um.. @ #3: one can not want to engage in small talk for many reasons. Off the top of my head, there's being extremely busy, preferring that the person wielding scissors near your face concentrate on where the sharp pointy things are being placed, and being uncomfortable at the way the other person is invading your personal space.

or you could have actual interest about other human beings on the planet and what they do

Sure, in general. But why try to chat with the guy fixing your sink or whatever? He's there to do a job that you're paying him for. Acknowledge his worth as a person, sure. But it strikes me as much easier on everyone if you just let him do his job in peace.

By Mike Bruce (not verified) on 18 Jun 2008 #permalink

um..: The thing is, even your rant is still predicated on the same kind of condescension about the plumber. "You're not expected to have a deep, searching conversation with your plumber, you're just supposed to chat for a few minutes to indicate that you see them as more than just a robot who snakes out your drains on command." Wow... or you could have actual interest about other human beings on the planet and what they do.

What I was stating was the absolute minimum requirement. Obviously, it would be better to actually care about your plumber as a human being, but Deresiewicz has already demonstrated through his inability to talk to the plumber that he doesn't actually care. Faking it is the next best thing.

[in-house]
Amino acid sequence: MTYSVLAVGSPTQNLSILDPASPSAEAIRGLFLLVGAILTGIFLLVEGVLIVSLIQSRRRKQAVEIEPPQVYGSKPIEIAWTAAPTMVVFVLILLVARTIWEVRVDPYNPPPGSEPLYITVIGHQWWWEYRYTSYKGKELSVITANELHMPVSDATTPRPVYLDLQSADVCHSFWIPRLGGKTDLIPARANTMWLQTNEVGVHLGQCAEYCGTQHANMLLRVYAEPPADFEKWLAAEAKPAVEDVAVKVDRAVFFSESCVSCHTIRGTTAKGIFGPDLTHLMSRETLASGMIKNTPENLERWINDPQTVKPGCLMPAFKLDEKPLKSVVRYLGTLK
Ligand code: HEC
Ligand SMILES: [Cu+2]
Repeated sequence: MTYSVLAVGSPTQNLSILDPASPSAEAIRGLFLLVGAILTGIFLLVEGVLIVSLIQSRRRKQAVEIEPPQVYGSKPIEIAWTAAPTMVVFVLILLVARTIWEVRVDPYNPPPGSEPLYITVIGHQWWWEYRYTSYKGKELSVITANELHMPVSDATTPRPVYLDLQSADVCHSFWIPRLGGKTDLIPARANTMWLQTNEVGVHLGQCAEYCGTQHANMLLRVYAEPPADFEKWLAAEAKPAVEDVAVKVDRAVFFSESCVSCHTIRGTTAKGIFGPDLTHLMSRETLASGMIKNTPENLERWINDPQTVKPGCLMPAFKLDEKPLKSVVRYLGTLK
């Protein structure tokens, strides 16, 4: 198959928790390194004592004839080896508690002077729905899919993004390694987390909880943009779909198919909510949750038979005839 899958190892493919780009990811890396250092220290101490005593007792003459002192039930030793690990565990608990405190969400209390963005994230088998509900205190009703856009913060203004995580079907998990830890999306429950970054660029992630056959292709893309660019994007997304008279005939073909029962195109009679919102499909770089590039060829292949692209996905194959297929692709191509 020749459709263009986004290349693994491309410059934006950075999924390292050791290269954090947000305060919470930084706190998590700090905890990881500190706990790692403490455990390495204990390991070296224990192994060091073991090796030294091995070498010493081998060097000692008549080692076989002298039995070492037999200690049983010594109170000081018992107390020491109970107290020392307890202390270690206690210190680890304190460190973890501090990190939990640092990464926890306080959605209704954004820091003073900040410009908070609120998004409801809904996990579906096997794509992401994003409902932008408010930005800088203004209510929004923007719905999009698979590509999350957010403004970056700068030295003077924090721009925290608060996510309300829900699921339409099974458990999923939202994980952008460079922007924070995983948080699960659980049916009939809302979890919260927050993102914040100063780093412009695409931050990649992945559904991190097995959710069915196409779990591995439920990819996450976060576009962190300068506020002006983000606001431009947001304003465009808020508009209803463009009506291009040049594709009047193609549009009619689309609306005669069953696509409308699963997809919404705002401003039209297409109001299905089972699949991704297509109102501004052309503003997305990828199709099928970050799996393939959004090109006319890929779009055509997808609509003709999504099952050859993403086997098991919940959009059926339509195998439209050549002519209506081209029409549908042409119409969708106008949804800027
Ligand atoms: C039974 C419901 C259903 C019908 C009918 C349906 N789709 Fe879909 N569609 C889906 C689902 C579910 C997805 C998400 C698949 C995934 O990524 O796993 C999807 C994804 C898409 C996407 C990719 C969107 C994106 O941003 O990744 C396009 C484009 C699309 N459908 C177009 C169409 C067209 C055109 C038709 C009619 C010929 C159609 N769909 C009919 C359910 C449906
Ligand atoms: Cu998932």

Also, as Mike Bruce notes at #13, even if you do respect the worth of your plumber as a human being, he (or she) is primarily there to do a job, not have lengthy conversations. A little conversation is a social good, but too much conversation gets in the way of their need to earn a living by fixing pipes.

Wow. I haven't read the original article, but Chad, that was one of the most enriching blog posts I've read this year. Thanks for taking the time to do it.

Chad, While I give you that his plumber point was much more complex than he makes it out to be, do you think there's anything to the argument that there's a cost to rewarding "hoop jumpers and teacher pleasers?" I think there's a lot in the article, if you can get past the first part, that shapes an interesting conversation about the American K-12 and higher ed system, i.e.:

If so few kids come to college understanding this, it is no wonder. They are products of a system that rarely asked them to think about something bigger than the next assignment. The system forgot to teach them, along the way to the prestige admissions and the lucrative jobs, that the most important achievements can't be measured by a letter or a number or a name. It forgot that the true purpose of education is to make minds, not careers.